a) carrying on anyway and pushing through the wall,

    b) examining the beliefs and refuting them with postive affirmations, such as repeatedly telling yourself you are smart, capable and powerful,

    c) searching out some role models and having conversations which renew your fire for learning and improving your finances,

    d) purposely remembering times when you felt empowered and strong, no matter the situation. For example, if you once ran a marathon and felt a fantastic sense of accomplishment afterwards , close your eyes and conjure up that feeling. Strengthen it and hold on to it…then carry on with your reading and learning in the financial arena. Everything is connected – when you feel great in one area, it flows over to others and gives you the strength and motivation to carry on.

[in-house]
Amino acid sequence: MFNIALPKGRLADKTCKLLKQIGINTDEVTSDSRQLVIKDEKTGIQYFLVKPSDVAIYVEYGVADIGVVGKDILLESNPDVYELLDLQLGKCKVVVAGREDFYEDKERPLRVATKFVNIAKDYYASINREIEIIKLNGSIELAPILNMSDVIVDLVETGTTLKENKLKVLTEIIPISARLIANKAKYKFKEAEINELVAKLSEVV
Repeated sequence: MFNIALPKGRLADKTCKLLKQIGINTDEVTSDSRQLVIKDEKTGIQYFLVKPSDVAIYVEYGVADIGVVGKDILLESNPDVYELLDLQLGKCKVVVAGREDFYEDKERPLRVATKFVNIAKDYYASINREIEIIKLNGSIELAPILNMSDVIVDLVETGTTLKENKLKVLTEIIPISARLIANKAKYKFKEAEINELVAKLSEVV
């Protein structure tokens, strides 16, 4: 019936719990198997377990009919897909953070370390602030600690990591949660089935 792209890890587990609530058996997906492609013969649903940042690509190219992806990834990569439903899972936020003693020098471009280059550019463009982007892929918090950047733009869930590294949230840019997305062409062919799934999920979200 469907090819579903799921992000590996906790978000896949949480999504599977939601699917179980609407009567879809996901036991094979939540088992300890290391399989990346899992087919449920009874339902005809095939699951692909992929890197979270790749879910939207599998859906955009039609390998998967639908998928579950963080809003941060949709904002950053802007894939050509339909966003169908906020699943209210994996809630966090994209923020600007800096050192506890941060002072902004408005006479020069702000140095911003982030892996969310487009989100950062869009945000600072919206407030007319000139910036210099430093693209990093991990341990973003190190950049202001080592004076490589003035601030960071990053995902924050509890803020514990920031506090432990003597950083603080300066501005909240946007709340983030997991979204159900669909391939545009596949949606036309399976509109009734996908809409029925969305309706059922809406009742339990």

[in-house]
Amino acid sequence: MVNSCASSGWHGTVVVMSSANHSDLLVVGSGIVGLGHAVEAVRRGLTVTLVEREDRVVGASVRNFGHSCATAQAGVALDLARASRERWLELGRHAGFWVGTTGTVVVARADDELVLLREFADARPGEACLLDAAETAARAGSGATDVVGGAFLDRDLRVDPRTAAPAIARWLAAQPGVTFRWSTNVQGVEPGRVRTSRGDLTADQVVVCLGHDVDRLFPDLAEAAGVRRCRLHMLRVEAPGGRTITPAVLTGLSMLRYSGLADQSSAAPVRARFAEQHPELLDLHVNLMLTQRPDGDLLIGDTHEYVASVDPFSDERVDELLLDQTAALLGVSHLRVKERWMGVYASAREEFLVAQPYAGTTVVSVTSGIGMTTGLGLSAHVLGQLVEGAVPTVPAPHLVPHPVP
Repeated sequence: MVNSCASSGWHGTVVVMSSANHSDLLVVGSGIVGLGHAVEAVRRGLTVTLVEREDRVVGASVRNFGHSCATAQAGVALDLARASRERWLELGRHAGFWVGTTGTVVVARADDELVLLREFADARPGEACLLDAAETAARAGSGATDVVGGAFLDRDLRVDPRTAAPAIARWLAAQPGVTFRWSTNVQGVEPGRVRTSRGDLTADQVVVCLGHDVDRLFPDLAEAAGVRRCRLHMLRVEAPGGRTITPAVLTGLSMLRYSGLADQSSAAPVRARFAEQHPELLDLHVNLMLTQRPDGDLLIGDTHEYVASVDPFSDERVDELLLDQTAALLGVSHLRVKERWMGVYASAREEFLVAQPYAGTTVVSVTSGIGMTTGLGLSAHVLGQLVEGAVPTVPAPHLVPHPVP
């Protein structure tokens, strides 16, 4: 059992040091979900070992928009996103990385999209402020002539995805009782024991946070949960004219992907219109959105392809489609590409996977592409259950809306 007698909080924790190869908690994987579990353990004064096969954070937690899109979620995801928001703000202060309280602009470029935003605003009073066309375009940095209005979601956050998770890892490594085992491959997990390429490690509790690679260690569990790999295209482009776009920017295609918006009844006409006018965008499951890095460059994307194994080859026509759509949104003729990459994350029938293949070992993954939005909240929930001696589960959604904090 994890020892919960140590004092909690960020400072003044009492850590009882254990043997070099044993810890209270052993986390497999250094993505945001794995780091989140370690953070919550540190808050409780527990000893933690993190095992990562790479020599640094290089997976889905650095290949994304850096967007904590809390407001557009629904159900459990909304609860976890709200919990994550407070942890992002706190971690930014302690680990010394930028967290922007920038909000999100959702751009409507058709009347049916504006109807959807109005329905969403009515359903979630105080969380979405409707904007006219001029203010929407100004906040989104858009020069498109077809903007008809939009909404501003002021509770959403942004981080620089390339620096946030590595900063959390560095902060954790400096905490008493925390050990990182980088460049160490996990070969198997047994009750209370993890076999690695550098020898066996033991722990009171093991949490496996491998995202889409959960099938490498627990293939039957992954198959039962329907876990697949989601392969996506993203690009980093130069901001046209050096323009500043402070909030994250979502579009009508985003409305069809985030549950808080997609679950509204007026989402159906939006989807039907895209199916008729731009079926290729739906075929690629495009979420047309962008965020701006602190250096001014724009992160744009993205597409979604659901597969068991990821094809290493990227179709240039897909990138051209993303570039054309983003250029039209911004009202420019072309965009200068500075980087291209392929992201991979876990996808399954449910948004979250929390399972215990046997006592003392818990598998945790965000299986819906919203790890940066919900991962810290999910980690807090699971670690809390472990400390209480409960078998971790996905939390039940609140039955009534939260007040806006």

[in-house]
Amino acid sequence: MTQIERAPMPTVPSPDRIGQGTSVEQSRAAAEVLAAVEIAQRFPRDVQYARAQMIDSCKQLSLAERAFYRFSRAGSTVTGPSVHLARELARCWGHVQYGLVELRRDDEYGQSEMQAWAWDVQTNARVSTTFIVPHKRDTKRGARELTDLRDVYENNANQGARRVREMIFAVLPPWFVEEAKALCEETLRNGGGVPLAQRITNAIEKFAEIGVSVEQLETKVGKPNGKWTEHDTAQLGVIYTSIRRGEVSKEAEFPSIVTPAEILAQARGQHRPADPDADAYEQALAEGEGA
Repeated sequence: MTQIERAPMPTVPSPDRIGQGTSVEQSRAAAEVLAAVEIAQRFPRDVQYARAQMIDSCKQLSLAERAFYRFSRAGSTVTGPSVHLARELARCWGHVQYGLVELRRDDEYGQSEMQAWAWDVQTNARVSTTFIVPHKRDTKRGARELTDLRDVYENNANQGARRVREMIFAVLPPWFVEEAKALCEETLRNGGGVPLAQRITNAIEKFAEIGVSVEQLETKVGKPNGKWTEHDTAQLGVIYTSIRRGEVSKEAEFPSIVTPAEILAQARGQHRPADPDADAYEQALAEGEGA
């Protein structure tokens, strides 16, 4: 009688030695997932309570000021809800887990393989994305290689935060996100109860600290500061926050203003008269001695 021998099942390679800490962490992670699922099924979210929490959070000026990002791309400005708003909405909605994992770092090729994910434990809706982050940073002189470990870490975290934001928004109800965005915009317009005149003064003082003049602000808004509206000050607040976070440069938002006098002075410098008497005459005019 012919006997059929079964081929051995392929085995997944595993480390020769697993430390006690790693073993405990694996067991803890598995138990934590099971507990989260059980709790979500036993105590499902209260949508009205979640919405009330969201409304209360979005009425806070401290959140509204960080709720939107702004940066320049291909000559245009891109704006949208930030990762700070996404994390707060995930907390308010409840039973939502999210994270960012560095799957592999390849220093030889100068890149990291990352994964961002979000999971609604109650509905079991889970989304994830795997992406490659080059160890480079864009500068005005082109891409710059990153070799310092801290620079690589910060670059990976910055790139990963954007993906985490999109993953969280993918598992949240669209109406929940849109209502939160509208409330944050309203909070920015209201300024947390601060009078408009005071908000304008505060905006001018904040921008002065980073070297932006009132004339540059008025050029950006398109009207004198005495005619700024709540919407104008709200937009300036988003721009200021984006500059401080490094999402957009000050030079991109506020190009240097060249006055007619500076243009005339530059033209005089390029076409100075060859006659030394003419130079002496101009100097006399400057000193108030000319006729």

• Sense of isolation:

    It’s normal to have times when you feel alone during this journey. This is especially true if you have no support within your circle of family and friends. There are many ways to remedy this, and you are never alone.

    alone isolationTry going online and finding blogs, forums and articles about and by women who are struggling with the same issues you are. Believe me, there are millions. Try joining a local group or two – an investement group, a women’s finance group or even a Cash Flow game in your area.

    If all of these ideas are new to you, a good place to start would be to go on and type in something like ‘finance meeting my city’ (replace ‘my city’ with your city), or ‘women’s finance advice’ and follow some of the links that come up. There are more resources available to you than you may now believe!

  • ‘Huge mountain’ sydrome:

    Closely related to the demotivation of point number one, this feeling comes when the learning (or doing) challenge seems so huge that we feel we’ll never get a grasp.